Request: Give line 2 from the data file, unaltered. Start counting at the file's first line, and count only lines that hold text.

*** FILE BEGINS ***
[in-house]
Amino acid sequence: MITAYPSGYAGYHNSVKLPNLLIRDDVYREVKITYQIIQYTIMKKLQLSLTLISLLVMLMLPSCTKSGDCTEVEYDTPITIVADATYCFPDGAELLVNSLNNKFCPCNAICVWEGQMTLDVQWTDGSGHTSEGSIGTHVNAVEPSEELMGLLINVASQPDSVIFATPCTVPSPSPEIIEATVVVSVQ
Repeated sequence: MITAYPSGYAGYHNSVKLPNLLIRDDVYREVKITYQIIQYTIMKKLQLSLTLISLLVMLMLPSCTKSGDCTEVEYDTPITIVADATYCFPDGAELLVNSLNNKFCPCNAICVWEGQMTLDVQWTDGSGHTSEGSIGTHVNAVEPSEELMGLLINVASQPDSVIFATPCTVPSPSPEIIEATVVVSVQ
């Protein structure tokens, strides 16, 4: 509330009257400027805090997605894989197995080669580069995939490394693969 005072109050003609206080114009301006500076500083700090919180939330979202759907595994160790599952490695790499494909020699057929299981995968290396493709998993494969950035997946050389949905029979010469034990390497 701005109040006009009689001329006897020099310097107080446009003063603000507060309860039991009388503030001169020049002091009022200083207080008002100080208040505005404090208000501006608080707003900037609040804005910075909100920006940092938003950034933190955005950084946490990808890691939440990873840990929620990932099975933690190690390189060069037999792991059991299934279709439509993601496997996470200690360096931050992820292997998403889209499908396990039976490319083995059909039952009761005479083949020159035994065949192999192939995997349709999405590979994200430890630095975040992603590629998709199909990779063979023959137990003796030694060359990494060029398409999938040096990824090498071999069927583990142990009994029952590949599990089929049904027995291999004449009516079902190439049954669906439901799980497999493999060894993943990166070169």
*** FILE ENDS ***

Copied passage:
Amino acid sequence: MITAYPSGYAGYHNSVKLPNLLIRDDVYREVKITYQIIQYTIMKKLQLSLTLISLLVMLMLPSCTKSGDCTEVEYDTPITIVADATYCFPDGAELLVNSLNNKFCPCNAICVWEGQMTLDVQWTDGSGHTSEGSIGTHVNAVEPSEELMGLLINVASQPDSVIFATPCTVPSPSPEIIEATVVVSVQ